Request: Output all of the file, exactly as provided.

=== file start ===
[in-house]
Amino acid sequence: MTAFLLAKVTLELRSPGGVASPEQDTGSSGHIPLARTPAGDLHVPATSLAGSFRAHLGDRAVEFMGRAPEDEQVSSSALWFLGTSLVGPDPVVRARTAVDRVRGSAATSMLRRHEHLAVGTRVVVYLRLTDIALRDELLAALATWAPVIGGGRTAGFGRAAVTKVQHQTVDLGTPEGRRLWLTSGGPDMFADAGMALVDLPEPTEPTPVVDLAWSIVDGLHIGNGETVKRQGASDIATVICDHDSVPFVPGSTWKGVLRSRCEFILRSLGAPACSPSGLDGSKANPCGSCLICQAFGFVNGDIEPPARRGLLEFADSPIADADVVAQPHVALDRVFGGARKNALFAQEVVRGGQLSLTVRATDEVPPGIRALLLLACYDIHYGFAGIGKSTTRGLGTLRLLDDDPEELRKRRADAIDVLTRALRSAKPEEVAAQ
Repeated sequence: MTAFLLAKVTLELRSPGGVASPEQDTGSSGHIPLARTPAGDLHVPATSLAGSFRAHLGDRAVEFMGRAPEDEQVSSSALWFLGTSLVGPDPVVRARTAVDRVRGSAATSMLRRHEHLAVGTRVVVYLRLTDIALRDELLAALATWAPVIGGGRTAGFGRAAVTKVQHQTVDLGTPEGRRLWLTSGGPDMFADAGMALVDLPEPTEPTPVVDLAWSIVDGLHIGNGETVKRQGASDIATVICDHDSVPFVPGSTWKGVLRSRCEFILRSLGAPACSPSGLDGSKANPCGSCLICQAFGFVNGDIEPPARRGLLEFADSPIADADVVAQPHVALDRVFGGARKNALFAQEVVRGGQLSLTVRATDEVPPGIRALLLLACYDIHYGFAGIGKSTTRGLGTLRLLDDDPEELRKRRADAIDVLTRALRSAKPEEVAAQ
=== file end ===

[in-house]
Amino acid sequence: MTAFLLAKVTLELRSPGGVASPEQDTGSSGHIPLARTPAGDLHVPATSLAGSFRAHLGDRAVEFMGRAPEDEQVSSSALWFLGTSLVGPDPVVRARTAVDRVRGSAATSMLRRHEHLAVGTRVVVYLRLTDIALRDELLAALATWAPVIGGGRTAGFGRAAVTKVQHQTVDLGTPEGRRLWLTSGGPDMFADAGMALVDLPEPTEPTPVVDLAWSIVDGLHIGNGETVKRQGASDIATVICDHDSVPFVPGSTWKGVLRSRCEFILRSLGAPACSPSGLDGSKANPCGSCLICQAFGFVNGDIEPPARRGLLEFADSPIADADVVAQPHVALDRVFGGARKNALFAQEVVRGGQLSLTVRATDEVPPGIRALLLLACYDIHYGFAGIGKSTTRGLGTLRLLDDDPEELRKRRADAIDVLTRALRSAKPEEVAAQ
Repeated sequence: MTAFLLAKVTLELRSPGGVASPEQDTGSSGHIPLARTPAGDLHVPATSLAGSFRAHLGDRAVEFMGRAPEDEQVSSSALWFLGTSLVGPDPVVRARTAVDRVRGSAATSMLRRHEHLAVGTRVVVYLRLTDIALRDELLAALATWAPVIGGGRTAGFGRAAVTKVQHQTVDLGTPEGRRLWLTSGGPDMFADAGMALVDLPEPTEPTPVVDLAWSIVDGLHIGNGETVKRQGASDIATVICDHDSVPFVPGSTWKGVLRSRCEFILRSLGAPACSPSGLDGSKANPCGSCLICQAFGFVNGDIEPPARRGLLEFADSPIADADVVAQPHVALDRVFGGARKNALFAQEVVRGGQLSLTVRATDEVPPGIRALLLLACYDIHYGFAGIGKSTTRGLGTLRLLDDDPEELRKRRADAIDVLTRALRSAKPEEVAAQ